Friday, October 3, 2008

World Class Scenery at the Enchantments

It was back in 2006 as I was surfing through the regional wilderness programs that I stumbled onto the web page of the Wenatchee National Forest. It told of a wilderness area that was so sensitive that it was limited to permit entry only. Initially put off by the formality, I wrote off the Enchantment Lakes area of the Alpine Lake Wilderness area as a place I wasn’t really interested in.

Fall colors collide with scars of a forest fire nearly a decade old in Snow Creek Canyon.

This year, inundated by magazine articles and web posts of experiences in the basin, I finally decided that I would have to see it for myself. I went through the permit process which was a mere formality and the cost at $3 per day which includes parking at the trailhead is less than buying a daily Northwest Forest Pass.

The photographer and writer on the trail home on Thursday, October 2nd, 2008.

The catch is this, 60 people are allowed to camp in the greater Enchantments area. Only a small number of those actually get to camp in the highest basin, an area of serene alpine, granite shrouded creeks, ponds and lakes between 6,700 and 7700 feet in elevation. Permits are accepted beginning February 20th and most days of the summer are filled early. When I applied for my permit in early summer, I had two advantages. One, I was going to come after the high visitation season and two, I was going in the middle of the week rather than the weekend. Event then, camping in the upper most basin was not available; That is until I arrived at the Levenworth Ranger District Office to pick up my permit.

Granite Islands protrude above the waters of Lower Snow Lake in the Alpine Lakes Wilderness Area.

My strategies were carefully thought out to maximize what little amount of time I had. Most recommendations include a minimum of four days. I had three and a partner whose fitness level might be a challenge. The plan was to hike in, 6.5 miles to Snow Lake and set up base camp. On day two, we would hike up to the Enchantments and wander.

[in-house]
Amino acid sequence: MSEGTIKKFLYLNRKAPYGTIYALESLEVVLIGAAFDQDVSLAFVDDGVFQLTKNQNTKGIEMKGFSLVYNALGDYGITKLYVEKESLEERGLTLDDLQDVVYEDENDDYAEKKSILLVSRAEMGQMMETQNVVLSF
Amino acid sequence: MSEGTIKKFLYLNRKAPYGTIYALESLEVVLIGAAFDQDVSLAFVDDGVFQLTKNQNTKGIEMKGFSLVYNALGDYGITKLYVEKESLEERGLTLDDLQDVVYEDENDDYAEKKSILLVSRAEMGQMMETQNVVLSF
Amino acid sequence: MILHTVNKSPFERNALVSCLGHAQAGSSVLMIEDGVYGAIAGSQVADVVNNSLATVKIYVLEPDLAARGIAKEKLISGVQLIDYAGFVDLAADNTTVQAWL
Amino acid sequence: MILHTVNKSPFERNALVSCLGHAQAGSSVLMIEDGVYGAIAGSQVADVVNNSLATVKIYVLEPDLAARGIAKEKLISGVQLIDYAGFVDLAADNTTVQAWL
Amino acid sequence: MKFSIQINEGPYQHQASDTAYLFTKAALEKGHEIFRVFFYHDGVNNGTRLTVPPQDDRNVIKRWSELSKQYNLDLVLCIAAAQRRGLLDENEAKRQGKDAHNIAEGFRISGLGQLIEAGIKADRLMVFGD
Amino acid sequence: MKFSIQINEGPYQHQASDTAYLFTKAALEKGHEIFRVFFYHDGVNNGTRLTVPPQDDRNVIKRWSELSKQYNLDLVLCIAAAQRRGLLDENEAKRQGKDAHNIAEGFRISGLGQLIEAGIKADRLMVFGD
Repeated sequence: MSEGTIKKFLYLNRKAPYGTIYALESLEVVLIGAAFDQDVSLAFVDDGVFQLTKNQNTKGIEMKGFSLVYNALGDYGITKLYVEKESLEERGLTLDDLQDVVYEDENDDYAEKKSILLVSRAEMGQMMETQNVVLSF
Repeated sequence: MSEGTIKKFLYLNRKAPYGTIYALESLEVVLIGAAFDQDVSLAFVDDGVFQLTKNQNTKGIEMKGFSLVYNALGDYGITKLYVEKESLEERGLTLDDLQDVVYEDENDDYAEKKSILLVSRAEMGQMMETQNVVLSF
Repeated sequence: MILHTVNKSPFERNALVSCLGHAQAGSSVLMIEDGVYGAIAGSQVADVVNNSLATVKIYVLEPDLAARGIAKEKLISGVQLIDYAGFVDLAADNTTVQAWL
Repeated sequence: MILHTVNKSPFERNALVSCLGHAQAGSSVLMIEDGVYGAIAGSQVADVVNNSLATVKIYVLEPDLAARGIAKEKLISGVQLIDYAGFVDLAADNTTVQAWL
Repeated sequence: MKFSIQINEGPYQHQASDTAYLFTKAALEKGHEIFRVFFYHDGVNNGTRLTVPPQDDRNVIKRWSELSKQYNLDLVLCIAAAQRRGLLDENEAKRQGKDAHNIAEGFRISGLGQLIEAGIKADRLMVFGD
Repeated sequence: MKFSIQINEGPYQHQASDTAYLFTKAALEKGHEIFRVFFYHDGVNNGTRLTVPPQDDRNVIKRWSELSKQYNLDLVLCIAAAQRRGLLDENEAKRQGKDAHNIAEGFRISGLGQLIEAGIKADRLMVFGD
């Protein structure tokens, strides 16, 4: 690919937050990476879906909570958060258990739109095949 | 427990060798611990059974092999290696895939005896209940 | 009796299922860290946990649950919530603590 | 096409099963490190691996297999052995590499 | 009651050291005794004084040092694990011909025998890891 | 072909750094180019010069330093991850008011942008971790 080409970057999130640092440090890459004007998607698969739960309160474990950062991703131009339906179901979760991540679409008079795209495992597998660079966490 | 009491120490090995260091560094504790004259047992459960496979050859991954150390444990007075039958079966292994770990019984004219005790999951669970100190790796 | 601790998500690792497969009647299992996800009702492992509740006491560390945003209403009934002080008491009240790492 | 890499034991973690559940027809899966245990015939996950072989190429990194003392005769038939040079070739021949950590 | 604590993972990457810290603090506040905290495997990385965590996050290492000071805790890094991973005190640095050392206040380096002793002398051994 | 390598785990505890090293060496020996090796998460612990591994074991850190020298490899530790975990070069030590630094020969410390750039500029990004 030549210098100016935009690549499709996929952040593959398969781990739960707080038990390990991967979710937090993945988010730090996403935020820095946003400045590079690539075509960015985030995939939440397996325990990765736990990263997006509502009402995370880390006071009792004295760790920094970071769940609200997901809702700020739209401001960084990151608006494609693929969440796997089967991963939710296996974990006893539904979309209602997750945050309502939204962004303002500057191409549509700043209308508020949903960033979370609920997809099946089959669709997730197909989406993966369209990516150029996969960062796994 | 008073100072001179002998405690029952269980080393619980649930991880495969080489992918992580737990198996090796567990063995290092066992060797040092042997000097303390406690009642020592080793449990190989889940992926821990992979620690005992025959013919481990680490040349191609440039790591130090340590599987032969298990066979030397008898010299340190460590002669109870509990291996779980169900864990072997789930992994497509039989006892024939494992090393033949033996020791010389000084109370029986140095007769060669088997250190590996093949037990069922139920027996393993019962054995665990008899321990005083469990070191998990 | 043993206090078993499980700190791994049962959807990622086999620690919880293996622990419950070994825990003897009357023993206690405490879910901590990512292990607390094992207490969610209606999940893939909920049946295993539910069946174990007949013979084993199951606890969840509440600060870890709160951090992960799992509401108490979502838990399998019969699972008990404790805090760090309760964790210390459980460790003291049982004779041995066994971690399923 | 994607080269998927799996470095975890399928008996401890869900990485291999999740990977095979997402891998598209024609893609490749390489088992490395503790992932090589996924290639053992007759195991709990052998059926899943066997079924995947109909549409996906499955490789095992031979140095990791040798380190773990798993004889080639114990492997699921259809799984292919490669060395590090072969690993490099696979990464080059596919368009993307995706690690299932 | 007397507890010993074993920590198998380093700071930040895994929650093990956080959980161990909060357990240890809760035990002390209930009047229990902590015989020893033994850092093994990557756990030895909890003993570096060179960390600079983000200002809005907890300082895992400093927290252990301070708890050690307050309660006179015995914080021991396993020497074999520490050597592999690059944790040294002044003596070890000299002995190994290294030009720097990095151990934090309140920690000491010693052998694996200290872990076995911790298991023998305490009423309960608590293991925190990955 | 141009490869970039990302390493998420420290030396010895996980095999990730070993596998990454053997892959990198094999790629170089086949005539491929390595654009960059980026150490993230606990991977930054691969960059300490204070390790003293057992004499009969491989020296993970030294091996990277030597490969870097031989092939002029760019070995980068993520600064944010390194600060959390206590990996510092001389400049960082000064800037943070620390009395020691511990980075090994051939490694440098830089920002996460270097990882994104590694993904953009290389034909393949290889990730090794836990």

The upper end of Nada Lake quietly wakes up before sunrise.

My mind raced as the information specialist at the ranger district office offered us and “Enchantment permit”, the crown jewel of overnight wilderness experiences in Washington. I knew even my fitness level would be extremely challenged by such a one day endeavor. I was too locked in to my own planning to change entry points that might allow for such flexibility.

Prusik Peak and the Enchantment Peaks (also known as "The Temple") tower over the lake basin of the same name.

As it was, my partner and I slogged to Nada lake, a mile short of our original goal. The trail begins four miles out of Levenworth on Icicle Creek Road at 1800 feet. Five and a half miles and three major switch-backing, elevation gaining, grinding miles later, we arrived at Nada Lake with just enough time to set up camp before dark. This was short of our goal and during high season, this kind of accommodating choice would be frowned upon. Every camp site is spoken for by permit, but on this late September night, we were alone at both lakes.

The long end of Leprechaun Lake in the Enchanted Lakes Basin resides in fall color uner McClellan Peak.

A pile of rocks mark the trail route.

I have to say right up front that fitness levels need to be high for this hike. After traversing the lower portion to Nada Lake, my partner decided he didn’t have the physical capabilities needed for the days hike into the upper most basin, (as it turns out, a very good choice) so I set out at first light. I Passed the Snow Lakes and then to the final 1,200 foot granite face, I hiked and climbed. Some times, granite cliffs with hand and foot-holds were as high as 30 to 40 feet had to be ascended with hand over hand “bouldering”, challenging, but not technical rock climbing. As I approached the rim, the trail became all granite and no soil. It was marked by the strategic piles of rocks.